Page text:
On 30 April 2019, the UAE Cabinet issued the Cabinet of Ministers Resolution No.31 of 2019 (concerning economic substance regulations in the UAE, “the Regulations”), requiring all in-scope UAE “Relevant Entities” that carry on certain “Relevant Activities” to have demonstrable economic substance in the UAE from 30 April 2019.
The enactment of the substance requirements is a result of the recent work by the Organisation for Economic Co-operation and Development (OECD) under Action 5 of the Base Erosion and Profit Shifting (BEPS) project and investigation by the European Union (EU) Code of Conduct Group (COCG) into certain low or no corporate income tax regimes. The ratification should be viewed as the UAE working towards being removed from the EU list of non-cooperative jurisdictions for tax purposes (the EU blacklist).
The introduction of the Regulations in the UAE brings the UAE in line with other jurisdictions that have recently issued legislation (e.g. Cayman Islands, Bermuda, Mauritius), concerning shifting of profits derived from certain mobile business activities to “no or nominal tax jurisdictions” without corresponding local economic activities.
Who is affected?
The Regulations apply to all UAE onshore and free zone companies that carry on a “Relevant Activity”. It is yet to be confirmed whether the Regulations will also apply to sole proprietorships and branches, but entities incorporated under the offshore (free zone) companies regulations that carry on a “Relevant Activity” are expected to be within the scope of the Regulations.
Entities that are directly or indirectly owned by the UAE government (both federal and local) are specifically excluded from the Regulations. Against this definition, UAE sovereign investment funds and other UAE government-related entities would not need to meet the UAE economic substance requirements.
The following are considered as “Relevant Activities” under the Regulations:
Banking, Insurance, Fund management, Lease-finance, Headquarters, Shipping, Holding company, Intellectual property (IP), Distribution and service center.
What are the substance requirements?
To satisfy the economic substance requirements in relation to a Relevant Activity, a Relevant Entity must:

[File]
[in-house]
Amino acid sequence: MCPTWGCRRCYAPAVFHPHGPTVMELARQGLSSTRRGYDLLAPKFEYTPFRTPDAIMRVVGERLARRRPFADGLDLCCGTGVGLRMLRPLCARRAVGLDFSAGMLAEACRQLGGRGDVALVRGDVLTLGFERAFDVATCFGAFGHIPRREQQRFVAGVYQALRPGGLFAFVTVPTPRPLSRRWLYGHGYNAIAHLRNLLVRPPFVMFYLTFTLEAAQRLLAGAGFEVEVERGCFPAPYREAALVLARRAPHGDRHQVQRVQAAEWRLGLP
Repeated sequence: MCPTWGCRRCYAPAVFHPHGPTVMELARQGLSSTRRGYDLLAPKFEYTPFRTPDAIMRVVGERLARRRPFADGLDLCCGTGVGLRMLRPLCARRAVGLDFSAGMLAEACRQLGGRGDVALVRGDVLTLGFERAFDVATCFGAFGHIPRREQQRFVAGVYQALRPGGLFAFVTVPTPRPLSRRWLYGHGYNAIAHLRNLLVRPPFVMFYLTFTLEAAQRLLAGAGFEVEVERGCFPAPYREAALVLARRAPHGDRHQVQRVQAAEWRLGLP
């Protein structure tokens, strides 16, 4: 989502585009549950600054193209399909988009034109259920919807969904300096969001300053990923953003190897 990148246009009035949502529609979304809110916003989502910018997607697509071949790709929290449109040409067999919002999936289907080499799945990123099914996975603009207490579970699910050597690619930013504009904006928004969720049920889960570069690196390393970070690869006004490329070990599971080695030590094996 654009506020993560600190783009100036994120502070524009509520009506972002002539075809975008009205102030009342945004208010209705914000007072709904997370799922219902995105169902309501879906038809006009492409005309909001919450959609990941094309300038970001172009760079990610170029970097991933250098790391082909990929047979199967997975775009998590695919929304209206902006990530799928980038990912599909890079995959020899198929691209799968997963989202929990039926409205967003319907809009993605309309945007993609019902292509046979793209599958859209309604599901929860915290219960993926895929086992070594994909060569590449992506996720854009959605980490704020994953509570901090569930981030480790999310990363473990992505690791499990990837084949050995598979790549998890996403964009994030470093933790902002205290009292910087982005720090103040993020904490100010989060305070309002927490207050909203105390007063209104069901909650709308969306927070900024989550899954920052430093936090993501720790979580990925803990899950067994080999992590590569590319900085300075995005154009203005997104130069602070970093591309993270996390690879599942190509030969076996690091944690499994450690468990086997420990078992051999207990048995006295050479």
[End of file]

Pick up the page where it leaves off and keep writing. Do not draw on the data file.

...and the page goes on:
- · Conduct the relevant “core income-generating activities” in the UAE
- Be “directed and managed” in the UAE; and
- With reference to the level of activities performed in the UAE:
- Have an adequate number of qualified full-time employees in the UAE
- Incur an adequate amount of operating expenditure in the UAE
- Have adequate physical assets in the UAE.
A Relevant Entity that only undertakes a Holding Company Business will be subject to less stringent economic substance requirements. Additional reporting requirements apply if a Relevant Entity carries out “high-risk IP related activities”.
If a Relevant Entity carries out more than one Relevant Activity, the economic substance requirements must be met for each of the Relevant Activities.
Outsourcing to Third-party Providers
The Regulations allow a company to outsource some or all of its activity to third-party service providers; however, these service providers must in their own right have adequate presence in the UAE and the company must be able to demonstrate that it has adequate supervision of the outsourced activities.
Support from service providers cannot be ‘double-counted’ if the services are provided to more than one Relevant Entity.
What are the reporting requirements
A Relevant Entity will be required to report certain information on its Relevant Activities on an annual basis to the relevant regulatory authority (being the authority that issued the trade license to the Relevant Entity).
It is expected that further executive regulations will be issued to provide more clarifications with respect to the provisions of the new economic substance regulations, including the implementation details.
Businesses with any relevant activities should assess whether the economic substance laws impact their current and planned UAE operations.
Non-compliance could result in administrative penalties for failure to meet economic substance test (up to AED50,000 in the first financial period, and up to AED300,000 in subsequent financial periods), administrative penalties for failure to provide information (up to AED50,000), spontaneous exchange of information, and potentially deregistration.
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